Mindful practice, in its purest sense, is simply this: be aware of what is, what is here in the moment.
-Charles T. Tart in Living the Mindful Life
I think the singlemost important thing about being a plus sized rider is awareness. There are ways to make it all happen, but you would be doing an injustice to your horse if you weren't completely aware of what you're doing and doing it in a way that causes the least harm to your mount.
For all you re-riders out there: this doesn't mean that just because you can't do X right away, you are allowing your weight and the circumstances it presents to defeat you - because you're still riding, right? It just means that until you get yourself into shape, there are some things that you will be limited in - and that's perfectly okay, too.
Of course this begins with choosing the right horse, as I mentioned in Fat Rider Myth #1: Fat People Should Only Ride Drafts (Or: Choosing A Suitable Mount). Yes, you can ride - but as I mentioned in my introductory entry, sometimes the horse you have in your barn right now isn't necessarily the right horse for you to get back into riding on.
I'll tell you about some of my further limitations that I think others will find, too, as they either get back into the world of horseback riding, or advance farther than just a ten minute walk around the yard on their horse:
-----> I always mount up with a mounting block (okay, okay, it's an overturned bucket, but that's nice because then I can go along with Bronwyn when she's not standing perfectly still). I don't think it is a sign of weakness or anything else. There are a lot of skinny* riders that can't spring up into the saddle without pulling on their horse's withers. I know that right now, I can't spring up into the saddle so there is no shame in the mounting block. It saves my horse's back and it gives me a leg up (ha ha!).
-----> Another thing I already mentioned briefly is the length of time you can ride for. I don't care if you are a plus sized rider or a "skinny" sized rider, when you start riding again for the first time, or even for the first few months, you will be hard pressed to ride for long periods of time. I rode my entire life before Angel died. When she died, I lost about a year, give or take, of riding - when I first started back again, fifteen minutes just about killed me. If I go a few weeks without riding now, long periods of riding are difficult for me, which is why I try to be on a horse's back at least two or three times a week (work and weather seems to be getting in the way an awful lot lately!). No, you won't be able to ride an endurance ride or a jumper's course when you first start back until you start to work some of those "riding" muscles and start to get in shape for riding. Don't be discouraged!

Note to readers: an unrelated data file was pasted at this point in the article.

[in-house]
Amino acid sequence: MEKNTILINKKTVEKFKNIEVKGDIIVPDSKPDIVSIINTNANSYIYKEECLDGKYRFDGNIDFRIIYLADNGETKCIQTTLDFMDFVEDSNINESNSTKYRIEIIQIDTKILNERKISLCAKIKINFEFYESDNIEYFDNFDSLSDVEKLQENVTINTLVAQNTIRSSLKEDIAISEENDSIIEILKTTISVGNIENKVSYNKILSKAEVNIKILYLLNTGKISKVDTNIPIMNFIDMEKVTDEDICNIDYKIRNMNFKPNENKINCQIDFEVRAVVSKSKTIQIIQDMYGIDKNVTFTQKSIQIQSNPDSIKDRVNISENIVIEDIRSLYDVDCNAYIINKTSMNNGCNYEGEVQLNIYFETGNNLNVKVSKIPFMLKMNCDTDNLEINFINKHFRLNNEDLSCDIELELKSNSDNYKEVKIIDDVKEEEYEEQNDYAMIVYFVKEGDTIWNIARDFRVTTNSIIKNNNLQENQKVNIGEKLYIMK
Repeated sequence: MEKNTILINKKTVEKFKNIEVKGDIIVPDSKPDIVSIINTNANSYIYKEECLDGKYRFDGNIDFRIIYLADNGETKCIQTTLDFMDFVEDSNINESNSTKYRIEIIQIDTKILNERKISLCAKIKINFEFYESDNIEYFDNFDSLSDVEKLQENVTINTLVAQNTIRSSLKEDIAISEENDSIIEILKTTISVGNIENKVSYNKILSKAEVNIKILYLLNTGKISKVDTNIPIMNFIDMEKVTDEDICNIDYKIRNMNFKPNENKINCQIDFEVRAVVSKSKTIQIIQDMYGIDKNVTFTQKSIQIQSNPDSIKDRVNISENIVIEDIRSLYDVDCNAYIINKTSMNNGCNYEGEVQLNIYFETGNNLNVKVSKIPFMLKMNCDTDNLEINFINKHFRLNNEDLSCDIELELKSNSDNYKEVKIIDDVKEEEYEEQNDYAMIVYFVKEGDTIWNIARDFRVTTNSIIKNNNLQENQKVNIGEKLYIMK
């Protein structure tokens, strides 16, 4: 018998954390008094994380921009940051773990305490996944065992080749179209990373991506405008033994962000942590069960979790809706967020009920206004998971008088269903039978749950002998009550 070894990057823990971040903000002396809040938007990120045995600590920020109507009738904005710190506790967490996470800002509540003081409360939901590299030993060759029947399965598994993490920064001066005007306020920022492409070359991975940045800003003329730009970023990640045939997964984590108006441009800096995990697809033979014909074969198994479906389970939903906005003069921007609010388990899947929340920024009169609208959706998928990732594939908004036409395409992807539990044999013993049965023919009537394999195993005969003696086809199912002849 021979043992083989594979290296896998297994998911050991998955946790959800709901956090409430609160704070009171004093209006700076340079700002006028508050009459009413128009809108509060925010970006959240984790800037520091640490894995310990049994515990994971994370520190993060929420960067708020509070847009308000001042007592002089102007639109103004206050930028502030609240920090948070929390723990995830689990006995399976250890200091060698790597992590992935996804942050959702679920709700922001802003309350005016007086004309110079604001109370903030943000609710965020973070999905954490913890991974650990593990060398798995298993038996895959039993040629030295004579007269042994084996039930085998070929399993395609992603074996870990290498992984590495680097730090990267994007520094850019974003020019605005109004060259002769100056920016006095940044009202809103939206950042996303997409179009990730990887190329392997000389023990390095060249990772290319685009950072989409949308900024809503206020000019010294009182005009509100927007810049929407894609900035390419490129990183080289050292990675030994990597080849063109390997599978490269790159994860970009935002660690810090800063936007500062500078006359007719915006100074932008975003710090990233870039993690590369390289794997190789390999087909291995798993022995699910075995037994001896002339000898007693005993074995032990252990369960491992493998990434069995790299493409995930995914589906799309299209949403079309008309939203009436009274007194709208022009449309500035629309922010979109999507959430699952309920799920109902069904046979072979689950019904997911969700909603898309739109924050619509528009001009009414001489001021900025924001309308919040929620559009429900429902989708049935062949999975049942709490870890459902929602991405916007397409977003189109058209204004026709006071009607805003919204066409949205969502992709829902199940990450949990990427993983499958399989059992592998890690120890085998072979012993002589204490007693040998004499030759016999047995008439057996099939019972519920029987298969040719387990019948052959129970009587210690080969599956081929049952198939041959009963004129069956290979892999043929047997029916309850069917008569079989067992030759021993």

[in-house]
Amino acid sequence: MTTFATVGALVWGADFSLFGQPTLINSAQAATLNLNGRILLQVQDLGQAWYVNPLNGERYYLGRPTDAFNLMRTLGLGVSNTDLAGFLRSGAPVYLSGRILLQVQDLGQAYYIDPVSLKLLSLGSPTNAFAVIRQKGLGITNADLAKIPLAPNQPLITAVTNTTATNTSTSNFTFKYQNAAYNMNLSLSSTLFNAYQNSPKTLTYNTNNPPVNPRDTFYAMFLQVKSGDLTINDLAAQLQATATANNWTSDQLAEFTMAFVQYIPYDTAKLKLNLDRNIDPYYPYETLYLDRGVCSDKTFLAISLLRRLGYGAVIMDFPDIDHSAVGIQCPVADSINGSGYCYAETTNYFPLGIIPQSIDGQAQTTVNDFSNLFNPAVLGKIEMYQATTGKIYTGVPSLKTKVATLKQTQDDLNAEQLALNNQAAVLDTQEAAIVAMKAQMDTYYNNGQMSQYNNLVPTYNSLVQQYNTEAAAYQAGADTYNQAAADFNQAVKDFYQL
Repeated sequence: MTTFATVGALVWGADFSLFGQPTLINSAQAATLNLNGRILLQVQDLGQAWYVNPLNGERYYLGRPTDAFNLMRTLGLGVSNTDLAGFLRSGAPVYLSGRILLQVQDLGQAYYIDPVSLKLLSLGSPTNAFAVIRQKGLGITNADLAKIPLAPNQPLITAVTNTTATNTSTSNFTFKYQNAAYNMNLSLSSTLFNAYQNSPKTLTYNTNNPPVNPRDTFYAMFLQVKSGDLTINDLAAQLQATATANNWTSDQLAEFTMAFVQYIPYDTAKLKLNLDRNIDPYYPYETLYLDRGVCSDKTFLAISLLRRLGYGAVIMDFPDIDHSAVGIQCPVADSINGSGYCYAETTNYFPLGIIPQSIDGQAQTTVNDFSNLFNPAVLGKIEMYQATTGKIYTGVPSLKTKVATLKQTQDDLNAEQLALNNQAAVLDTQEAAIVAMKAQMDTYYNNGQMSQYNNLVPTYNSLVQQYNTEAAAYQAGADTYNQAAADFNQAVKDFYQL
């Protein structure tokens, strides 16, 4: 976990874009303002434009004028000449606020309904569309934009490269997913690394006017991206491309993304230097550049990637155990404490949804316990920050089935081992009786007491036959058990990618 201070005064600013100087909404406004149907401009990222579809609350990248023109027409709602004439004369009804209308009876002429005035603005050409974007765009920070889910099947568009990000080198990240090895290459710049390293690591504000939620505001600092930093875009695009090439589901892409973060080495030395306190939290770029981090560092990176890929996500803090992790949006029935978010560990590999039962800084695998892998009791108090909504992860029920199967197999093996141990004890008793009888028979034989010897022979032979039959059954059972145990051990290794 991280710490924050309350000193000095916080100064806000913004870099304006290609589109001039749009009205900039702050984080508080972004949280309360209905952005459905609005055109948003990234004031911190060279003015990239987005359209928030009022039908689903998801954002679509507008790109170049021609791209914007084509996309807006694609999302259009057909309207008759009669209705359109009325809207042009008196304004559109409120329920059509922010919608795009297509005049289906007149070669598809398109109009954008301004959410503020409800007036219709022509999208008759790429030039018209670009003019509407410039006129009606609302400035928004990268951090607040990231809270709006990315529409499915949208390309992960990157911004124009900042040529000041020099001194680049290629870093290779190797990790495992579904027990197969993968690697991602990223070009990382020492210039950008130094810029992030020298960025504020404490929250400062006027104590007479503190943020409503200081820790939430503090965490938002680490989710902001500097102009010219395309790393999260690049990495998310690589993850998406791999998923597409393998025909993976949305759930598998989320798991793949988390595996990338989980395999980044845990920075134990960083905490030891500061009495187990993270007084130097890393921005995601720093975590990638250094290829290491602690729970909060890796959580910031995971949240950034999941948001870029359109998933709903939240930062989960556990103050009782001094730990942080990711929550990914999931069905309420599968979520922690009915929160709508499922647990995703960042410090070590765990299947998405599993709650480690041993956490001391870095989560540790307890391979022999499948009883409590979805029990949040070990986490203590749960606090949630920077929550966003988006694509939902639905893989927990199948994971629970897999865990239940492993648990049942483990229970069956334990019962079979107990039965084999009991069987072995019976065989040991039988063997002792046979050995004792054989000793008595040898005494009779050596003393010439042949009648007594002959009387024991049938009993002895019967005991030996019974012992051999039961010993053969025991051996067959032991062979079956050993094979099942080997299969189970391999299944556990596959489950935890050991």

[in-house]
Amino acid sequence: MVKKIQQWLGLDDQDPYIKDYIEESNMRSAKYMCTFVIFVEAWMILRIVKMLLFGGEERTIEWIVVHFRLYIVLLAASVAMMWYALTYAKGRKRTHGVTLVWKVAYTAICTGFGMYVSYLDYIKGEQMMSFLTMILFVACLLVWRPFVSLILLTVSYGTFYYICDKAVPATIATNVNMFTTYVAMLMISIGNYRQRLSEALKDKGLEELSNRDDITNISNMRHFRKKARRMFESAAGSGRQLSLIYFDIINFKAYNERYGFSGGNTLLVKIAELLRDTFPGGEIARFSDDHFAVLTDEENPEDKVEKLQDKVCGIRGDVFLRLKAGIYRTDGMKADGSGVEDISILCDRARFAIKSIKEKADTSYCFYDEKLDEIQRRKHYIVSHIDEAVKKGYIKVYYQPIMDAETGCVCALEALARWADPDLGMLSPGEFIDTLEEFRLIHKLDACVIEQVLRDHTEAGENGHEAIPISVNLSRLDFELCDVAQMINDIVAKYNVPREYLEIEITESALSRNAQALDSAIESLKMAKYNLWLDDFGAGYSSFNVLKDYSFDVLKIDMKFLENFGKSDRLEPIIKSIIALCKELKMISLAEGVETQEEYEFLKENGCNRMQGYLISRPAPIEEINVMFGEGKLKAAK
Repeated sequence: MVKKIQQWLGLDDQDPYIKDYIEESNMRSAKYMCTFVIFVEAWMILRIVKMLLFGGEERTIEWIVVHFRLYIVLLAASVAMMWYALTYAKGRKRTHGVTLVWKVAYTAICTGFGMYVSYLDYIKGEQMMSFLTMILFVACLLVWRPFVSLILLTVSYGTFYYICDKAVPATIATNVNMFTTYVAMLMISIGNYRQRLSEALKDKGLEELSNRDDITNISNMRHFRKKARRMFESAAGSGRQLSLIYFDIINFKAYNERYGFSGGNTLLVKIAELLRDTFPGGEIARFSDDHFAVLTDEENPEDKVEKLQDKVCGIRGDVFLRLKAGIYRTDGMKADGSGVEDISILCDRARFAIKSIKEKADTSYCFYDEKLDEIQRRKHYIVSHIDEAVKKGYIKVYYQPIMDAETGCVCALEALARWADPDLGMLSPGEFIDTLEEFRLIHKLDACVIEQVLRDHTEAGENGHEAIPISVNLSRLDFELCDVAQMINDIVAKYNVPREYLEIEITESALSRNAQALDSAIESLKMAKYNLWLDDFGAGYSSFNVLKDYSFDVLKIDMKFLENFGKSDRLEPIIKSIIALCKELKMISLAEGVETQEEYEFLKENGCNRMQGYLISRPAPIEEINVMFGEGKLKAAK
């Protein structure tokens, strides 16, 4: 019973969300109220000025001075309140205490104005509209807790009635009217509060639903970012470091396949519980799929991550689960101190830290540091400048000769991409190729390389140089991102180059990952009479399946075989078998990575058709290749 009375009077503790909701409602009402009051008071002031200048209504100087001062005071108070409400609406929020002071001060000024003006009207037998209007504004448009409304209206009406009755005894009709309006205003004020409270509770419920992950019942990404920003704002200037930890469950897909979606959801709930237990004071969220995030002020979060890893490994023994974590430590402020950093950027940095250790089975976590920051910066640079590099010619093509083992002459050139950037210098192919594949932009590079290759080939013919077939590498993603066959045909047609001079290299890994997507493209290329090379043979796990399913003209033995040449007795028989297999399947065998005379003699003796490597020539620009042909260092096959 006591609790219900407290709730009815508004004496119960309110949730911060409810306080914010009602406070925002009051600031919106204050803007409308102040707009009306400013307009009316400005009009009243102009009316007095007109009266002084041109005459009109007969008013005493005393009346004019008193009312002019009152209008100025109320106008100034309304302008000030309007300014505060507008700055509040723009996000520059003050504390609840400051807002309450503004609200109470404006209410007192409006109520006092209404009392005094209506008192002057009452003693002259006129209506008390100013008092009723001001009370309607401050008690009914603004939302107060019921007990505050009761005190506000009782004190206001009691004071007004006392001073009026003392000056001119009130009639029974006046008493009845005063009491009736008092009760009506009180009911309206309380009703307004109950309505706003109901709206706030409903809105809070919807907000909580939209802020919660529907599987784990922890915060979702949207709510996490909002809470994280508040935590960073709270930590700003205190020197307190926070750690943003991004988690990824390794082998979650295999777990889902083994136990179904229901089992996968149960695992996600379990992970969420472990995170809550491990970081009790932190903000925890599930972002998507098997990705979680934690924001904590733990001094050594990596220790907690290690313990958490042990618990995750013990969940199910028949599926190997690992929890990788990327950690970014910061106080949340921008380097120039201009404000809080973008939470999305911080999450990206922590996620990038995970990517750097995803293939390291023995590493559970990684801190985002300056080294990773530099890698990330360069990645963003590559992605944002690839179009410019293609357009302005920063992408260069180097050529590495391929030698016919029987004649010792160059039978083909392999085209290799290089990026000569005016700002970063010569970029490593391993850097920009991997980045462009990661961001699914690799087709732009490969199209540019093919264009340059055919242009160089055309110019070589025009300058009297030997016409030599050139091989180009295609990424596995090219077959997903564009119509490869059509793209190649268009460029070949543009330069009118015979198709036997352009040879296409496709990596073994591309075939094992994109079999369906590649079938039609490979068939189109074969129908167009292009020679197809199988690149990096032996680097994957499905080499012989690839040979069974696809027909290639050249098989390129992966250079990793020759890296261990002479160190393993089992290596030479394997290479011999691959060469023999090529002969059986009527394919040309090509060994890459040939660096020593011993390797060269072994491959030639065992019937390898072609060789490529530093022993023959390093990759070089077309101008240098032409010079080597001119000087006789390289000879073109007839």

-----> As a plus sized rider, I recognize there are some horses I can't ride. I can't ride ponies, for example, or fine boned horses. I wouldn't be terribly tempted to mount up on most of the arabs that I have seen. That doesn't mean there isn't an arabian out there that I could ride, but it means that I recognize that for the well-being of the horses I know, I don't ride them. I do think it's silly to go to a boarding barn or a lesson barn and they say "THIS is the only horse you can ride!" and bring you out a draft/draft cross/light draft breed, but I digress.
This doesn't mean you wallow in things like "I can't mount up like "regular" people...", "I can't ride any horse I want.", "I can't ride a three hour trail ride with my friends..." and let it consume you. Sure you can't right now, but if you're riding again, imagine what an accomplishment it is just to be back on a horse! Something that completely thrilled me was when I was able to do a posting trot for more than 30 seconds at a time without becoming exhausted. I couldn't probably show an english pleasure class right now for being out of shape, but I can hold a mean posting trot for quite a while! Another thing that really thrilled me was not being so exhausted after a 40 minute ride that I could still do things without taking a nap or a rest - heck, I could even go to work (I work as a waitress in a fairly labor intensive restaurant)!
So there are some things you can't do right now. Who cares? What you're doing is more than you have done in the past, right? And as you grow in your confidence, your body tones itself, and you and your horse become better partners, there will be more and more doors opening to you and things you can do that you never imagined before - I never imagined being able to ride bareback at night - heck, I never imagined being able to mount up on a horse bareback without a hefty shove to my bottom from an innocent bystander (!!) - and look what I've been able to do. Don't let your limitations right now discourage you - at the same time, don't blindly imagine you have no limitations at all - that is a setup for failure - and I want you to succeed.
*Please note the use of the word "skinny" in the same vein as the use of the word fat. If you don't understand this, please read "Fat" or Fiction?. It is in no way meant to be used as a derogatory term (I am aware that there are those out there who find it to be as offensive as the word "fat" is to some), but a descriptive word.